Employment branding has pretty much been accepted as part of the best practice cadre in the recruiting and HR field, and the standard thinking is that if your company has a strong and positive consumer brand, then it must be simpler to create a strong following for your employment brand. Employment branding, once a maligned fad, has come to the forefront of many talent acquisition strategic plans, with Blackberry-maker RIM using employment branding to prop up its shaky standing with consumers and financial markets alike. Billed as the solution for increased engagement, better cultural fit, reduced time to fill, and more, organizations have significant reason to build out their employment brand initiatives.
Make no mistake: the branding race has begun, and companies with a killer consumer brand have a leg up. Sometimes. I mean — what do you do if you have a great consumer brand that doesn’t align with your talent acquisition needs?
Lars Schmidt is the talent acquisition leader at National Public Radio, a company he describes as “sort of a 40-year old startup.” NPR certainly has no lack of passionate fans, so tapping into the consumer brand doesn’t seem that challenging, but as Schmidt explained, the reality is a little tougher to tackle. “We’re obviously very entrenched in the news media space but we’re relatively newer to the digital space.” And therein lies the rub. “When you think NPR, most people’s first reaction is radio, most people’s first reaction is not digital.” And digital is exactly the type of talent that Schmidt and the NPR recruiting team has trouble finding.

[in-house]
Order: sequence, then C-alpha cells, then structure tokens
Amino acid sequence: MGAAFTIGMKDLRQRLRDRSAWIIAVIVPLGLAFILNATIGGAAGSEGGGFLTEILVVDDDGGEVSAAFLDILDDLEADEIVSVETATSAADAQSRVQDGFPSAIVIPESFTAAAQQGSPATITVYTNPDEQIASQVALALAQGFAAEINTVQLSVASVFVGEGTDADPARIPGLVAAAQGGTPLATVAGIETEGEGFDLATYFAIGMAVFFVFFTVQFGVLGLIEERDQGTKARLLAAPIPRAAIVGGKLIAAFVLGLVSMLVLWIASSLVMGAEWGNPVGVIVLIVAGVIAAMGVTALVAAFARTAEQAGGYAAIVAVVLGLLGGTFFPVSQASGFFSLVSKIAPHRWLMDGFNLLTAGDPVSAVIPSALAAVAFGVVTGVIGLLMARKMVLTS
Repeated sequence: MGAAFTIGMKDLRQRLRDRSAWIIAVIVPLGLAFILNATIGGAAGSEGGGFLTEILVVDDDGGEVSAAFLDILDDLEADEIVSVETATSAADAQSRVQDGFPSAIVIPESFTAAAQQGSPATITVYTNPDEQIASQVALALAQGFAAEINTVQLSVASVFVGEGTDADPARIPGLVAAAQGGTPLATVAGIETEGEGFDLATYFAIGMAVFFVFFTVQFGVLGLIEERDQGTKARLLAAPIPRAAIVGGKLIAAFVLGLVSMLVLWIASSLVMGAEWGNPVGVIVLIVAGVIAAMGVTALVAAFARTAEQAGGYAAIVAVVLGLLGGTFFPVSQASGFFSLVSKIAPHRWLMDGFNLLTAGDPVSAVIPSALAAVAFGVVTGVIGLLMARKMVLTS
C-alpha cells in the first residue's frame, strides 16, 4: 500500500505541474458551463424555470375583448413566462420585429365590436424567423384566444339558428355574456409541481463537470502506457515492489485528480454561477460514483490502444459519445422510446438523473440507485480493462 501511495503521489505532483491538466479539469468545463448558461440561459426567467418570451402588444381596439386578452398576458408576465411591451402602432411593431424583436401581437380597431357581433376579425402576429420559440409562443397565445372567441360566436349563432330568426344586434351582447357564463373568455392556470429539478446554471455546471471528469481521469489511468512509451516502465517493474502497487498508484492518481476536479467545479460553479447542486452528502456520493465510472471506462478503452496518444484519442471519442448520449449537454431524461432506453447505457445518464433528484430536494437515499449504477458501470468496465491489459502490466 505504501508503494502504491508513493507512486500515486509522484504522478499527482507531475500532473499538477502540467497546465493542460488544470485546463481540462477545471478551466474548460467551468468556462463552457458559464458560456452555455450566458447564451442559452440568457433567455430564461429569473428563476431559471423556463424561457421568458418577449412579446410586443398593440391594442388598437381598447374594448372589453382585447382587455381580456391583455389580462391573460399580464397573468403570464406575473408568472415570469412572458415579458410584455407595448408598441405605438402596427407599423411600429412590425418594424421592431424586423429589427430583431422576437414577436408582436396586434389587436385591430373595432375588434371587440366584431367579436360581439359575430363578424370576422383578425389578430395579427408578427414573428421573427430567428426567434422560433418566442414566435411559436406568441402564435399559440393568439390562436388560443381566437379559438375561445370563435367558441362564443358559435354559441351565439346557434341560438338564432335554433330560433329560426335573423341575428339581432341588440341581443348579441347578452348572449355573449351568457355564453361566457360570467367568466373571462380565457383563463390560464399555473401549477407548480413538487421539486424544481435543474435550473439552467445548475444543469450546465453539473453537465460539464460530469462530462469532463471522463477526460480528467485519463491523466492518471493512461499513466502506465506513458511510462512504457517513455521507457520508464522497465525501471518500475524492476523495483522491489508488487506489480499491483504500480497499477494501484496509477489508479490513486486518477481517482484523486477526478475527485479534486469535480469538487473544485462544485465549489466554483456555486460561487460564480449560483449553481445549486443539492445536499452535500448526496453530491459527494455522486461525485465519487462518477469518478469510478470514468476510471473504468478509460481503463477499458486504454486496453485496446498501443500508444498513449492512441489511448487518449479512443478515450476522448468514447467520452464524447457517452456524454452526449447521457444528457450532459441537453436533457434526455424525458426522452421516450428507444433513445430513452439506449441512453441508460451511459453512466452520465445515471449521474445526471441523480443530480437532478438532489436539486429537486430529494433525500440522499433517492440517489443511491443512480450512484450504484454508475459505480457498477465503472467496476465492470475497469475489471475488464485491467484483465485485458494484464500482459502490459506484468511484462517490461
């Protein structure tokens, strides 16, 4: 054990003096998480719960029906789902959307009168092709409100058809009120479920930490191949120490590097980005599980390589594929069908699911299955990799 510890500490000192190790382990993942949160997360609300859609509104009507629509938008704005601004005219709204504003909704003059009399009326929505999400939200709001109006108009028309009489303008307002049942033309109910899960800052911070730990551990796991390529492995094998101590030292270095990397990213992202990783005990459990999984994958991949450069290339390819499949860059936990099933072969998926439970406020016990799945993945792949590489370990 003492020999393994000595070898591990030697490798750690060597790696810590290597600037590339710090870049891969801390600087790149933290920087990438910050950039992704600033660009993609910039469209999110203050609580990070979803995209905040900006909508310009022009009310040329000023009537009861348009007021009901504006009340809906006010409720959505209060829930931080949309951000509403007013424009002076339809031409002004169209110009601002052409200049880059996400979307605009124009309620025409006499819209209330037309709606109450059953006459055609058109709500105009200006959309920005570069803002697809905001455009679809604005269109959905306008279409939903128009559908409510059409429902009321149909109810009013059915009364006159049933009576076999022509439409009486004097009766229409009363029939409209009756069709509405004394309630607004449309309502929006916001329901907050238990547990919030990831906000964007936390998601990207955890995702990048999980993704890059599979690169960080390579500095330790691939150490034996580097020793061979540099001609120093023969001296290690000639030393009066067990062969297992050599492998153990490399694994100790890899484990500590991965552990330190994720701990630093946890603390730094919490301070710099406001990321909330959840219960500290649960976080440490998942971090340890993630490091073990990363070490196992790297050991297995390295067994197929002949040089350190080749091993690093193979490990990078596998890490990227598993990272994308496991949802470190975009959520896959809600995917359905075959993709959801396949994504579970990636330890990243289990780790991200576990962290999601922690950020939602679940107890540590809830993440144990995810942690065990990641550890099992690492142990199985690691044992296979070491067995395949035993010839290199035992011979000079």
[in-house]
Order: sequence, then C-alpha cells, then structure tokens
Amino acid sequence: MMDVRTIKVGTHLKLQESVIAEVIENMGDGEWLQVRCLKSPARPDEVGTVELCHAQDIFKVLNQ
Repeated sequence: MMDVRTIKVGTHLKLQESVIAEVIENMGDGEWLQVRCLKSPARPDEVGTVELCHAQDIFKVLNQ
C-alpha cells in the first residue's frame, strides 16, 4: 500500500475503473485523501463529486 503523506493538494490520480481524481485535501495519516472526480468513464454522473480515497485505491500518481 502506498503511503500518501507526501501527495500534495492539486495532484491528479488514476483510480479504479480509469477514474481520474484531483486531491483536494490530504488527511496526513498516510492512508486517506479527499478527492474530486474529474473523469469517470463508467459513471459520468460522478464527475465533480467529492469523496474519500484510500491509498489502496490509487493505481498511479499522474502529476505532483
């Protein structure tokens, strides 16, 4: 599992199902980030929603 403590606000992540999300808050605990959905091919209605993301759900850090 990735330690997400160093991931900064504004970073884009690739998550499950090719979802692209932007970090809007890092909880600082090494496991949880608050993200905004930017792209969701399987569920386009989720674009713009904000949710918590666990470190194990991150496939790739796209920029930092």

“Consumer brand is hearing the end result of that on air,” he says. Employment brand is the experience of that employee.”
The strong consumer brand of National Public Radio doesn’t assist when the non-profit has to compete for digital talent. The simple fact is it’s just not what NPR is known for.
The director of talent acquisition for 24 Hour Fitness has a similar issue. Lance Sapera has been solving issues in the company for over a decade, so when he was asked to lead the recruiting and staffing teams, he jumped at the chance. 24 Hour Fitness made its name by being open and flexible so that workers from any industry could work out, but the fitness company struggles with shedding light on its 20,000 employees’ varied skills.
“Most people understand there are jobs inherently to do at a club,” Sapera says, “but they don’t think about the fact that we have department heads, responsible for running multimillion-dollar retail enterprises. We go to job fairs, and people think we’re there to sell memberships. No, we’re here because we’re looking for talented IT programmers. It’s the same thing in areas like finance, accountants, finance experts — we need those same talented professionals.”
Getting over these perfectly natural hurdles is what Sapera and Schmidt have to do, not only to promote their employer brand but to tune up their companies’ brands.